The favourites Cambridge used their power advantage to claim victory over Oxford by just over a length in the 153rd Boat Race.
Cambridge lived up to their pre-race billing as favourites
Although Oxford made the stronger start, the Light Blues hung in and began to exert their superiority midway through the race.
Once the heavier Cambridge crew took control they showed their class and never looked like being pegged back.
The win gave Cambridge their first success since 2004.
After back-to-back defeats in the last two races from Putney to Mortlake, Cambridge were eager to make amends but Oxford gained an early advantage by the first mile.
The Dark Blues were still marginally ahead at Hammersmith Bridge as the boats came close to touching oars.
Cambridge nosed in front around Chiswick Steps and, as Barnes Bridge came into view, they were a length in front.
Although Oxford pushed hard, they could not close the gap and Cambridge held on for a victory by a length and a quarter which denied their rivals a hat-trick of wins.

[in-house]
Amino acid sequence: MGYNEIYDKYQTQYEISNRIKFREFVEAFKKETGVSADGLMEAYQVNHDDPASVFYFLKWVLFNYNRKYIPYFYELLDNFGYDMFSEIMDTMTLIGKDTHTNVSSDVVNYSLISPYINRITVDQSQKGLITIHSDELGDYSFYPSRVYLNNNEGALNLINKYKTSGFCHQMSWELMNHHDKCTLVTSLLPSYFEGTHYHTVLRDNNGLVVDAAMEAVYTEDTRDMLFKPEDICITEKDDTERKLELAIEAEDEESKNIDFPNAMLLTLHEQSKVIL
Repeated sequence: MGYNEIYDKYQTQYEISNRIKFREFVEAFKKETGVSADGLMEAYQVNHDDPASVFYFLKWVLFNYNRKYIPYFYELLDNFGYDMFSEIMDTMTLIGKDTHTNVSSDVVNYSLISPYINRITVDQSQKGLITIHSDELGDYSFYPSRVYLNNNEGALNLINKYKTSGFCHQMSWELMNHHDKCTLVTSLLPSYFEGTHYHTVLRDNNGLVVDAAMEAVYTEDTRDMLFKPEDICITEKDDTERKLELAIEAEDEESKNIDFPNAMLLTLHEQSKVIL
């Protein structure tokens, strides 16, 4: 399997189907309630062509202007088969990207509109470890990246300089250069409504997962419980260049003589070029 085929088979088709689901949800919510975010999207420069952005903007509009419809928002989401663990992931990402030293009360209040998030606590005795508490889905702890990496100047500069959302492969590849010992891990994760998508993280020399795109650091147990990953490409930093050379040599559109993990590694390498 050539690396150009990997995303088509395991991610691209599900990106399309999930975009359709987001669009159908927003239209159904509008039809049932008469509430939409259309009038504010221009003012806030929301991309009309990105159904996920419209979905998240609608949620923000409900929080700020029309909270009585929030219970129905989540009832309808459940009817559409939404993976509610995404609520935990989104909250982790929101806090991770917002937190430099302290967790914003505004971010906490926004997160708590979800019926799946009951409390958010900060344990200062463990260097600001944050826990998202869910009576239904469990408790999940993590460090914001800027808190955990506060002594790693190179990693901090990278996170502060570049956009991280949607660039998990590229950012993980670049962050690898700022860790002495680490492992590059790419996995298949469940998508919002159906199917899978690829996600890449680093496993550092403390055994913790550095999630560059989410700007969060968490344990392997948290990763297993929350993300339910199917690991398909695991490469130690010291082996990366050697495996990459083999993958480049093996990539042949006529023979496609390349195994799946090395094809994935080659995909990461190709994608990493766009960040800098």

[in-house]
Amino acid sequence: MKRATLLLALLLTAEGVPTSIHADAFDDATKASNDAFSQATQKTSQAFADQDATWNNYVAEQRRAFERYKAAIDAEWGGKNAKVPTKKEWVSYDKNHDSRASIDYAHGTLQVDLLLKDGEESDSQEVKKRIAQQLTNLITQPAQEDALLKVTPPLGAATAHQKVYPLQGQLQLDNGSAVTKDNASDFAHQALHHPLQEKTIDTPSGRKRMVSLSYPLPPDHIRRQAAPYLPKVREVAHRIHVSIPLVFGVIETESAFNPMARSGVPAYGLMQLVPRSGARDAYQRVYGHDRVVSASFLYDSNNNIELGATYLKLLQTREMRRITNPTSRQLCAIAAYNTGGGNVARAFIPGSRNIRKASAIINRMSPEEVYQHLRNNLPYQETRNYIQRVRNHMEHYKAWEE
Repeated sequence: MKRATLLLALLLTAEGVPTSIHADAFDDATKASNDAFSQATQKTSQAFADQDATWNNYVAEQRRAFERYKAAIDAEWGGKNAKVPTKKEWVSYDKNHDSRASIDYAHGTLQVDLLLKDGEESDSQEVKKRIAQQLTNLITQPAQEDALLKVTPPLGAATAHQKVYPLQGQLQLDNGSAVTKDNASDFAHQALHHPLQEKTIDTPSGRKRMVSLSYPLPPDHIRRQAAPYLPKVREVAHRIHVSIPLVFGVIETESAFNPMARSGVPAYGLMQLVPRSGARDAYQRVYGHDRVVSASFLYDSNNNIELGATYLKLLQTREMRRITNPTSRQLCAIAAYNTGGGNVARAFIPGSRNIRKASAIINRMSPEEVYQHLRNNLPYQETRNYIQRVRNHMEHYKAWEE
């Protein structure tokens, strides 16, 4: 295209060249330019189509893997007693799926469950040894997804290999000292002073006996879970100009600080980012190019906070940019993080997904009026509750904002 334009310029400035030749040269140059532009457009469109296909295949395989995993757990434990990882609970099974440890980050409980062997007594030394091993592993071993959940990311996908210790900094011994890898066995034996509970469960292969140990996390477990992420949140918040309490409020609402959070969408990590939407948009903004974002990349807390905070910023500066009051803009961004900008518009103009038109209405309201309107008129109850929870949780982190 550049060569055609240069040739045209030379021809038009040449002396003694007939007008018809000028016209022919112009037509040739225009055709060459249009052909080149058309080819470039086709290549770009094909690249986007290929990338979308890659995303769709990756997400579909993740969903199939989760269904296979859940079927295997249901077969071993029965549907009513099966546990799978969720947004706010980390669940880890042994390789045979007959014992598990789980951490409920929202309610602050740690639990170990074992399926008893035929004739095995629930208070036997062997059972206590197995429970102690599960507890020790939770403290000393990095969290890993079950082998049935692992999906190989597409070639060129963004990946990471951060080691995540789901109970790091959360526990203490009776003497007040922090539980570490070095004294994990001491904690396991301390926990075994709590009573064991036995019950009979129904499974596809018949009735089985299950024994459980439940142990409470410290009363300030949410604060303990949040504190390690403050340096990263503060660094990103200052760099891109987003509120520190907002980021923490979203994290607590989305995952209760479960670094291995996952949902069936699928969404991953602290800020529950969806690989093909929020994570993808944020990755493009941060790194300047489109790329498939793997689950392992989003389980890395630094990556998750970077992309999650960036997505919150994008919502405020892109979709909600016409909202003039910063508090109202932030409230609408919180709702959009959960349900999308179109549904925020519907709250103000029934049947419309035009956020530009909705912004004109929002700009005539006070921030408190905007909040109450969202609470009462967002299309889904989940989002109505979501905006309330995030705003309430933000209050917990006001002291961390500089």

The Light Blues won in a time of 17 minutes 49 seconds.
It was a particularly sweet victory for Cambridge president Tom James, who finally became a Boat Race winner at his fourth and final attempt.
Credit to Oxford. They threw everything they had at us, but we absorbed it all
"I didn't really want to think about losing again. I don't know what I would have done, but I wasn't thinking beyond this race," he said.
"We knew they were going to hammer off the start and we had to stick to our guns and keep moving.
"We kept pounding and coming down the straights. It was just a matter of
listening to the calls and staying on your blades.
"Having lost three times, it's a great relief not to be in that situation again."
Oxford coach Sean Bowden paid tribute to his crew after their defeat.
"We had a good race and made all the right moves to Hammersmith, but we couldn't quite shake them off and didn't quite have enough lead to defend," he said.
"But our guys can be extraordinarily proud of themselves."
Cambridge now lead the overall series, which dates back to 1829, by 79-73, with one dead heat.